Saturday, December 31, 2011

Psychedelic Pioneers: The 13th Floor Elevators

13th Floor Elevators   13th Floor Elevators

 The first group to advertise themselves as psychedelic rock were the 13th Floor Elevators from Texas, at the end of 1965. They produced an album that made their direction clear, with The Psychedelic Sounds of the 13th Floor Elevators the following year. Electric jug player, Tommy Hall's sleeve-notes for the album, which advocated chemical agents (such as LSD) as a gateway to a higher, 'non-Aristotelian' state of consciousness, has also contributed to the album's legendary status.

From Austin, Texas the 13th Floor Elevators line-up was built around singer/guitarist Roky Erickson, electric jug player Tommy Hall, and guitarist Stacy Sutherland. The rhythm section went through several changes, with drummer John Ike Walton and bass player Ronnie Leatherman being the longest permanent members. Hall was the band's primary lyricist and philosopher, with Sutherland and Erickson both contributing lyrics as well as writing and arranging the group's music. Along with Erickson's powerful vocals, Hall's "electric jug" became the band's signature sound in the early days. During their career, the band released four LPs and seven 45s for the International Artists record label.

The band's name was developed from a suggestion by drummer John Ike Walton to use the name "Elevators" and Clementine Hall added "13th Floor". The letter "M" (for marijuana) is the thirteenth letter of the alphabet and a number of tall buildings don't have a 13th floor.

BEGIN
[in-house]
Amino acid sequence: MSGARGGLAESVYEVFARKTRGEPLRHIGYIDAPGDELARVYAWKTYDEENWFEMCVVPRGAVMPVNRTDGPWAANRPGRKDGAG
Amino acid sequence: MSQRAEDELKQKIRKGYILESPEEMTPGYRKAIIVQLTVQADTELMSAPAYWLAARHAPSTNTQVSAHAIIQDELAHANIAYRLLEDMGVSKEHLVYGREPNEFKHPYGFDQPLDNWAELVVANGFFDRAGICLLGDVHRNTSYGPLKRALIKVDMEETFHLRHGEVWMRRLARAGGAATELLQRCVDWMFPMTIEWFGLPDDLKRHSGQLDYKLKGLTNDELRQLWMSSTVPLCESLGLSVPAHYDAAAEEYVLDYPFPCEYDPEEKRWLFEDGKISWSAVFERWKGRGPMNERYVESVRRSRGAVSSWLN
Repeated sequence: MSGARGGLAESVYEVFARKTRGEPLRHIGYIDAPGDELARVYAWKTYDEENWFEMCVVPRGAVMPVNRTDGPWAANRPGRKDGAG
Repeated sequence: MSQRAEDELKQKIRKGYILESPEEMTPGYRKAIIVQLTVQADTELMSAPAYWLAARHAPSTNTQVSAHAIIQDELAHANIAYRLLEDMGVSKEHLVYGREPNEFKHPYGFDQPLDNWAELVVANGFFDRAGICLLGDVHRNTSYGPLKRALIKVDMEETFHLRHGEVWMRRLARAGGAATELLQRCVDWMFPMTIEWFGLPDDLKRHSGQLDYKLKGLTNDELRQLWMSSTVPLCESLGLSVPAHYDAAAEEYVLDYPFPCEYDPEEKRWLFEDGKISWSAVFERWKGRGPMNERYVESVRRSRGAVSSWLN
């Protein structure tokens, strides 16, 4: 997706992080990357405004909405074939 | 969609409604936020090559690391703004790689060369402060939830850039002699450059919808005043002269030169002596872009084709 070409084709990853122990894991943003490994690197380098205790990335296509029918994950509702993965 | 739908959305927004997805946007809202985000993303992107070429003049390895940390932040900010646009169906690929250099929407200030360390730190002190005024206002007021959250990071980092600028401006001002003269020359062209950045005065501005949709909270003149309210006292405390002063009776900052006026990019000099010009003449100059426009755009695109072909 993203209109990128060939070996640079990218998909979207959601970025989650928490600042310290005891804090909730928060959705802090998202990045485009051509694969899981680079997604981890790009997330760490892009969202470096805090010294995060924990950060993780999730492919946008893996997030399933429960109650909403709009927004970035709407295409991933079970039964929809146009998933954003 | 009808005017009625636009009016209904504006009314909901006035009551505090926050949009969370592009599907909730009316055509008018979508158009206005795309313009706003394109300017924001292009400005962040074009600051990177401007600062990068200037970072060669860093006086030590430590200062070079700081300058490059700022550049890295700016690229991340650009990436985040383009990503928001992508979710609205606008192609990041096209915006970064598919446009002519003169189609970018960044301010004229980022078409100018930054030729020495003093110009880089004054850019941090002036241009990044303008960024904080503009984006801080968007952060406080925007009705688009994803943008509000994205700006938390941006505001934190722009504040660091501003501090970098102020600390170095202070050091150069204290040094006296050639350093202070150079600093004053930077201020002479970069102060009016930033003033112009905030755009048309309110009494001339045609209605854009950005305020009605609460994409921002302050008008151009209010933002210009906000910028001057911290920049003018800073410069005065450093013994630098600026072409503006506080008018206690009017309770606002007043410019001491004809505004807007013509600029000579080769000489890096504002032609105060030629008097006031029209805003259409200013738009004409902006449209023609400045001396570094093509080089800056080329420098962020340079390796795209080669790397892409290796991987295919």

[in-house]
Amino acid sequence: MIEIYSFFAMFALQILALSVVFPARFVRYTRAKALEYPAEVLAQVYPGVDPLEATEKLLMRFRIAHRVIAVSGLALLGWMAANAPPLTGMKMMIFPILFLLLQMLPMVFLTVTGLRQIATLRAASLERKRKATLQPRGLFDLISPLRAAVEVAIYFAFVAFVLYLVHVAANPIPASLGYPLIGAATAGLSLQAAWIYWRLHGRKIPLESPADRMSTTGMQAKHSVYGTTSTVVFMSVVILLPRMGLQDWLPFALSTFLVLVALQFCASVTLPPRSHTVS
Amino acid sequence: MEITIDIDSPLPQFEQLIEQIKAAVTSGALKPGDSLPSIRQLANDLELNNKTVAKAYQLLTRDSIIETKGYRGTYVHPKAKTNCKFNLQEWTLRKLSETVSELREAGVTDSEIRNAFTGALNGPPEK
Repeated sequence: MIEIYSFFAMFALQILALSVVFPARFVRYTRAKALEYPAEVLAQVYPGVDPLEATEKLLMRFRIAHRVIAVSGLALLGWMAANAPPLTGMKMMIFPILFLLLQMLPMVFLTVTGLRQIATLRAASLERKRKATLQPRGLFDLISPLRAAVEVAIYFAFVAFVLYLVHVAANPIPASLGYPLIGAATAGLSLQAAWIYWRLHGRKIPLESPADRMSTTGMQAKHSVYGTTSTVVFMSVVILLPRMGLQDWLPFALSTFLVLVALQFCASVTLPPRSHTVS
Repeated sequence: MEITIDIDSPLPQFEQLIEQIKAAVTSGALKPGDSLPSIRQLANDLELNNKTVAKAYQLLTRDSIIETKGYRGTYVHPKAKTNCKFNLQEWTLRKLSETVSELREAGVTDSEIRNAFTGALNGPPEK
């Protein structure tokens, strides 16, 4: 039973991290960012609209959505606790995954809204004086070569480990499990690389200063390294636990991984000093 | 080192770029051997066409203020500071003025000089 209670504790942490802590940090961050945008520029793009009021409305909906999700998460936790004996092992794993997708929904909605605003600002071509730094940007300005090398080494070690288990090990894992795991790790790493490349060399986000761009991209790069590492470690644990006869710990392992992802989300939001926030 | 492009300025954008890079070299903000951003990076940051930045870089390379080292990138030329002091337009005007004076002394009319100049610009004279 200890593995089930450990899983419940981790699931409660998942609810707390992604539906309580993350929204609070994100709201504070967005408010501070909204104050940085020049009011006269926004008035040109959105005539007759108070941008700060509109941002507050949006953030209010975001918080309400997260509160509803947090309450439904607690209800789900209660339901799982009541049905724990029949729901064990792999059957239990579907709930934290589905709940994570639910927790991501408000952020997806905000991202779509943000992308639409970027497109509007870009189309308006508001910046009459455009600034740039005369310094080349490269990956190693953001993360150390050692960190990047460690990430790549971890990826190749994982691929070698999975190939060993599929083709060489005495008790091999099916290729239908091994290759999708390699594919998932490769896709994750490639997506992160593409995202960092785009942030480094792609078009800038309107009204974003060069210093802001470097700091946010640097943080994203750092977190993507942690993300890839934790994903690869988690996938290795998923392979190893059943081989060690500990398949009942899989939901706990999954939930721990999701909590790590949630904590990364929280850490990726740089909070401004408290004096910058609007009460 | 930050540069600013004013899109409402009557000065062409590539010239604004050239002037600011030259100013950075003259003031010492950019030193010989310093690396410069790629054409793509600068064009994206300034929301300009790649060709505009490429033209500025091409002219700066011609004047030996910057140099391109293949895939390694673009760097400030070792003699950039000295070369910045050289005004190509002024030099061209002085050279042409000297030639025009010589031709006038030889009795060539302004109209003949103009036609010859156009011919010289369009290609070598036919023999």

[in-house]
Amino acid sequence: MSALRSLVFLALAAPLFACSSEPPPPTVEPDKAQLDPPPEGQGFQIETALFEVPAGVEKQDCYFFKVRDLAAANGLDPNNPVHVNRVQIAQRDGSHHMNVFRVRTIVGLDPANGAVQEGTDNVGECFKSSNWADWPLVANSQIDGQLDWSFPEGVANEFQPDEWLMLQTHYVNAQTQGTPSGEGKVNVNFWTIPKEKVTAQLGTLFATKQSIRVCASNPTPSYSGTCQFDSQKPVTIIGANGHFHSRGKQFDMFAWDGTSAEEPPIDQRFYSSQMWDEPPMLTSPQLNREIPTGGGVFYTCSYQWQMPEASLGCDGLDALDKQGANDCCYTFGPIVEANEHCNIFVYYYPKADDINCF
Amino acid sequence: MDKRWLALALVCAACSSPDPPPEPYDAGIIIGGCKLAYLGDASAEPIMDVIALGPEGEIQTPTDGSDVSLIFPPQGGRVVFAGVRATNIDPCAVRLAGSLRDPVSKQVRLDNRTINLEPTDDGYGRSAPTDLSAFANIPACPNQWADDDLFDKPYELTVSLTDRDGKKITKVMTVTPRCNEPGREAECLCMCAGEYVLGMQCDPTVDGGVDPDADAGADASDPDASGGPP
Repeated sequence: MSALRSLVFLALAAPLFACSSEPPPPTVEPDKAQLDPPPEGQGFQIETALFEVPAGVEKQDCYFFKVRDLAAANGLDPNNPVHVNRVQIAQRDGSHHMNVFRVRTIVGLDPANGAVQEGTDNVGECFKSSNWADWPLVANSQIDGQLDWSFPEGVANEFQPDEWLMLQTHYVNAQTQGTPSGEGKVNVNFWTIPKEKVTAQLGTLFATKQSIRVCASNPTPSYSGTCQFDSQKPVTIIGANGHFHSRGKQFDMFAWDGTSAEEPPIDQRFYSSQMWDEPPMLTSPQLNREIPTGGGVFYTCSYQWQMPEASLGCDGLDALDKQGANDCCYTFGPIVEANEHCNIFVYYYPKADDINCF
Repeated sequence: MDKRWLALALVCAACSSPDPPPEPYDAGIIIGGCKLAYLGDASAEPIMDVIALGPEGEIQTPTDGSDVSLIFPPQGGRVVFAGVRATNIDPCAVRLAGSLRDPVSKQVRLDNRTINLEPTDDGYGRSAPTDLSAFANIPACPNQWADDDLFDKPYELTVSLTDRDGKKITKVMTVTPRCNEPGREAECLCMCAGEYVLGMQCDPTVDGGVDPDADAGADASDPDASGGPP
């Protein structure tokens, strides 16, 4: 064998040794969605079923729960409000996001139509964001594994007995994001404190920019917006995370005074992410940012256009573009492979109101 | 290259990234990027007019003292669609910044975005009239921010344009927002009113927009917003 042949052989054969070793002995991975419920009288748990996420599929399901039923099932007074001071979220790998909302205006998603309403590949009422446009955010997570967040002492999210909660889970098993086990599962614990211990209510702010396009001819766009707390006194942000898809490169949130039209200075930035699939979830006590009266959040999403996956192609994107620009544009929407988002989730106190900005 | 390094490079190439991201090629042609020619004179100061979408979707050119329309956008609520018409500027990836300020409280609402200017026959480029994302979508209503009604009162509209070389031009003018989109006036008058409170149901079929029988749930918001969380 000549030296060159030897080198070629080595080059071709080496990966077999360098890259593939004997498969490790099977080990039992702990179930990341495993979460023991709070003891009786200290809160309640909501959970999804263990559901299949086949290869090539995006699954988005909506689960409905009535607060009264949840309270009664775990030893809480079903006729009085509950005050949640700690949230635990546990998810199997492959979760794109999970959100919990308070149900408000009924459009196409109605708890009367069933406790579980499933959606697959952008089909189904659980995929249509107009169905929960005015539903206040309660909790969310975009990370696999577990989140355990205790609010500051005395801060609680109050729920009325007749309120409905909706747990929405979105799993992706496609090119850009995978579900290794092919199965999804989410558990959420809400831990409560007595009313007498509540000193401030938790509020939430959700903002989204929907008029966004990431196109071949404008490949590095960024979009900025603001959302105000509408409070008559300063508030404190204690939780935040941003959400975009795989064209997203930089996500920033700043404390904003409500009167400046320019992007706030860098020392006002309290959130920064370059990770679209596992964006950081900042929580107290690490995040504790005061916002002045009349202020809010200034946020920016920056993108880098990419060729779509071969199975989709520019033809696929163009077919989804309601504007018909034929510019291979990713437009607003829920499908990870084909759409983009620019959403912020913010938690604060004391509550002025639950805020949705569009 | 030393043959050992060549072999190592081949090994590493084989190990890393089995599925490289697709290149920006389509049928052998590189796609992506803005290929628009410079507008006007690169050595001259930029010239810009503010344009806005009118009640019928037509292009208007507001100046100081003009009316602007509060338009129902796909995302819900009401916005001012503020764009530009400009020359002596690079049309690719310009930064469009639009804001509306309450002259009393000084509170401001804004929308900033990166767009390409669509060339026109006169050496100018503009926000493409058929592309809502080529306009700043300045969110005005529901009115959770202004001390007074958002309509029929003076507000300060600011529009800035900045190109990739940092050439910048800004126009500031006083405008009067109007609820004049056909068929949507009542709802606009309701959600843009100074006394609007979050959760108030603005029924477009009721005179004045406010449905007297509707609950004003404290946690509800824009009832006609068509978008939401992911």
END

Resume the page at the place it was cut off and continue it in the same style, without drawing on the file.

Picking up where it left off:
As one of the first psychedelic bands, their contemporary influence has been acknowledged by 1960s musicians such as Billy Gibbons of ZZ Top, Peter Albin of Big Brother and the Holding Company, and Chris Gerniottis of Zakary Thaks. Their debut 45 "You're Gonna Miss Me", a national Billboard #55 hit in 1966, was featured on the 1972 compilation Nuggets: Original Artyfacts from the First Psychedelic Era, 1965-1968, which is considered vital in the history of garage rock and the development of punk rock.

Drummer John Walton left the band, due not only to disputes over mismanagement of the band's career by International Artists, but also due to a fundamental disagreement between Walton and Tommy Hall over the latter's overzealous advocacy of the use of LSD in the pursuit of achieving a higher state of human consciousness.
An 'obituary' in Rolling Stone magazine in December 1968 declared the band gone.
Their last concert featuring the 'real' Elevators occurred in April 1968.

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